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Do Churches Pay Payroll Taxes?

Do Churches Pay Payroll Taxes?

Church administrators often ask, do churches pay payroll taxes? We explain exactly what churches' and church employees' tax obligations are. Find out!

Do Churches Pay Employment Taxes?

Payroll taxes are complicated enough, but church payroll taxes present unique nuances. How does the IRS define a church? How are clergy members different than church employees? Do churches pay payroll taxes? Which workers qualify as employees, and which are considered independent contractors?

This article provides an overview of what payroll taxes churches pay and how compliance differs for religious institutions. We’ll also discuss how the right payroll and tax compliance partner can streamline this process.

An Overview of Churches and Taxes

The topic of taxes for churches is complicated and easily misunderstood. Payroll taxes for churches is a division all unto itself, with set regulations from the IRS but little in resources because this area of tax compliance is niche.

Here are a few things to be aware of when it comes to the Internal Revenue Service (IRS) and church taxes:

Thanks to the First Amendment of the Constitution of the United States, churches do not have to file any paperwork with the IRS to receive their tax exemption — the exemptions for churches are automatic. And unlike other tax-exempt organizations, churches are excluded from filing Form 990 in certain circumstances.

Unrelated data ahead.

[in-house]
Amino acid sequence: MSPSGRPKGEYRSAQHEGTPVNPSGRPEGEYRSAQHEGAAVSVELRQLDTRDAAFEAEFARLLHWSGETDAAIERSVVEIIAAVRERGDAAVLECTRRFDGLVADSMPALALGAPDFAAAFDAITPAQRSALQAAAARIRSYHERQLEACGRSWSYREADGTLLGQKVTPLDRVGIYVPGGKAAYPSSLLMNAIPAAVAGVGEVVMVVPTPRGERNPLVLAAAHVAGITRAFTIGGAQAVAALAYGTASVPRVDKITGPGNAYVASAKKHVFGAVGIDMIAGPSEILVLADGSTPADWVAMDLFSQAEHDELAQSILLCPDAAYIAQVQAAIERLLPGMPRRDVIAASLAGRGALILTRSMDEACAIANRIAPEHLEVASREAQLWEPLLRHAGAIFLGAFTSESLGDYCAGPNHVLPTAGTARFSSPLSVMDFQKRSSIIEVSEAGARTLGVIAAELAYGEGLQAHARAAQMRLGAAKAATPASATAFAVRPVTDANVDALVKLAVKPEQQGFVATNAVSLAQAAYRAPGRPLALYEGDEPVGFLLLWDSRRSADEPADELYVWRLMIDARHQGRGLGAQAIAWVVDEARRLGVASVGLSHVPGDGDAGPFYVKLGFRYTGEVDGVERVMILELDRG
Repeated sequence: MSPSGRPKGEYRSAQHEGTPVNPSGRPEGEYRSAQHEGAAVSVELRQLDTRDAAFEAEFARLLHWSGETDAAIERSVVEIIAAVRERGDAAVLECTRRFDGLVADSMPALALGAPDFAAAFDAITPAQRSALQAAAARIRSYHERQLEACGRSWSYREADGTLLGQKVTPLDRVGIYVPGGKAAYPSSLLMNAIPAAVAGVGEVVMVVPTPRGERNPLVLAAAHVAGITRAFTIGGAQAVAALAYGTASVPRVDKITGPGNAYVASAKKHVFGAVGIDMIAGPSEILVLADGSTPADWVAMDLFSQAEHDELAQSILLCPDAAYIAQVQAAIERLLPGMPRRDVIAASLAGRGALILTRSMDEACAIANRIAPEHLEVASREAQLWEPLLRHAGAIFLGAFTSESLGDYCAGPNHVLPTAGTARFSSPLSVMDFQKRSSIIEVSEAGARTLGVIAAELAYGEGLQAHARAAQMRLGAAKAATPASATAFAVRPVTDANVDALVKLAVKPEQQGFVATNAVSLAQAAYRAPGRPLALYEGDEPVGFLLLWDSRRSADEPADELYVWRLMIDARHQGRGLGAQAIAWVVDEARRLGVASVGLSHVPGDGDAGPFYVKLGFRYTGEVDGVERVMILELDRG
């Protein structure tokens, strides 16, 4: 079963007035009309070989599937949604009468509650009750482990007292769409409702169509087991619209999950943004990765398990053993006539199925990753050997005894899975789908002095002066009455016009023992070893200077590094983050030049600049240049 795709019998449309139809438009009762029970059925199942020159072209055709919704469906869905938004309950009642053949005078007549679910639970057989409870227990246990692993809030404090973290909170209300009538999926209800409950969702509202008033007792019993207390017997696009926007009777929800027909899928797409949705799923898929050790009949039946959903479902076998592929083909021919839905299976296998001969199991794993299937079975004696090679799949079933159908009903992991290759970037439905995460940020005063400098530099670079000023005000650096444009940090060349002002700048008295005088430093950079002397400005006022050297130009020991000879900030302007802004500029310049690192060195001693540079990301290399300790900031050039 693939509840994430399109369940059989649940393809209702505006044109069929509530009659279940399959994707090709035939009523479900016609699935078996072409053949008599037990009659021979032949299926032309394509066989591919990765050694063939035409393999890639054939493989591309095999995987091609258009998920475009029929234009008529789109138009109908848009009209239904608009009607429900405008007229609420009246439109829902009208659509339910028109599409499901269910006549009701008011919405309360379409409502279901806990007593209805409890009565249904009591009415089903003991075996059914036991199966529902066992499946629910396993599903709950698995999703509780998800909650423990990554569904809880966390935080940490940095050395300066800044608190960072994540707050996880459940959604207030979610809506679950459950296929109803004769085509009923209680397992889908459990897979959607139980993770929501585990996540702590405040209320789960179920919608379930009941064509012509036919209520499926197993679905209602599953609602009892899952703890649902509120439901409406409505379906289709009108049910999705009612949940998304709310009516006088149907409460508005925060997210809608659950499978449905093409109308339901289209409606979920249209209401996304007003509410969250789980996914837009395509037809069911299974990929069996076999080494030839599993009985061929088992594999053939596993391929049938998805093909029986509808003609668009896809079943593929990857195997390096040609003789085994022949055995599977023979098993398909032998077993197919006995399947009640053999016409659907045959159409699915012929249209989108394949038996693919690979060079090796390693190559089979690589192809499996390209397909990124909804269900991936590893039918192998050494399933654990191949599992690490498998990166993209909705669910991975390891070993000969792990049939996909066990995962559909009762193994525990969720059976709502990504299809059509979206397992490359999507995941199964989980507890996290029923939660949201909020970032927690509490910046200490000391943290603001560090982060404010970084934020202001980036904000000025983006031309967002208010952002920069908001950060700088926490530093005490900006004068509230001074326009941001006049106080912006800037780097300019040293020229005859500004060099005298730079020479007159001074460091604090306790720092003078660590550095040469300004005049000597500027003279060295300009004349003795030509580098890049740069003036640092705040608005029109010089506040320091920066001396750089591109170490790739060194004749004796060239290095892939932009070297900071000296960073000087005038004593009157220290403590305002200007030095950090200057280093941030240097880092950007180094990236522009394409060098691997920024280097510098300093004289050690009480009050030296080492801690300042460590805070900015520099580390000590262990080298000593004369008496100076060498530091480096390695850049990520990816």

Regardless, many churches still choose to file with the IRS to have official recognition of their tax-exempt status. Churches also want to be listed under the IRS as having tax-deductible donations as a qualified charitable organization.

Tax exemption also doesn’t mean a church is excluded from paying taxes. They are still responsible for paying specific employment taxes and taxes on unrelated business income.

Unrelated Business Income Taxes

Nonprofit organizations and churches do not have to pay income taxes on unearned income. This guideline includes donations, grants, gifts to the organization, and investment income. However, they are still subject to income taxes on unrelated business income for the profits they earn.

This tax is called the unrelated business income tax (UBIT). Churches who earn an unrelated business gross taxable income of $1,000 or more in a tax year must file Form 990-T, Exempt Organizations Business Income Tax Return, for that tax year. Income earned from thrift shops, volunteer work, donor lists, low-cost giveaways, and advertising is not subject to UBIT. For income to be classified as UBIT, the activity must:

UBITs can also hurt a church’s tax-exempt status. Generally, if more than 15 percent of the religious group’s total earnings come from unrelated business income, the organization is at risk of losing its tax-exempt status. There are two exceptions for UBITs, though:

  1. If “substantially all” of the labor for the trade or business is provided by volunteers.
  2. If “substantially all” of the merchandise sold was donated to the organizations, e.g., bake sales and thrift stores.

Do Church Employees Pay Taxes?

If you work for a church, do you pay taxes? The simple answer is yes; paid church employees are considered employees by the IRS for income tax purposes.

But what payroll taxes do churches pay, exactly? Churches are required to withhold income taxes from employees who are not ministers, and their income should be reported on a Form W-2, just like an employee in any other industry. Churches are exempt from paying federal unemployment taxes for all employees.

Do Churches Pay Payroll Taxes for Pastors?

Churches are not required to withhold income taxes from ministers, even if they are considered employees. However, churches should still issue ministers a Form W-2, even though they are considered self-employed because of their dual tax status.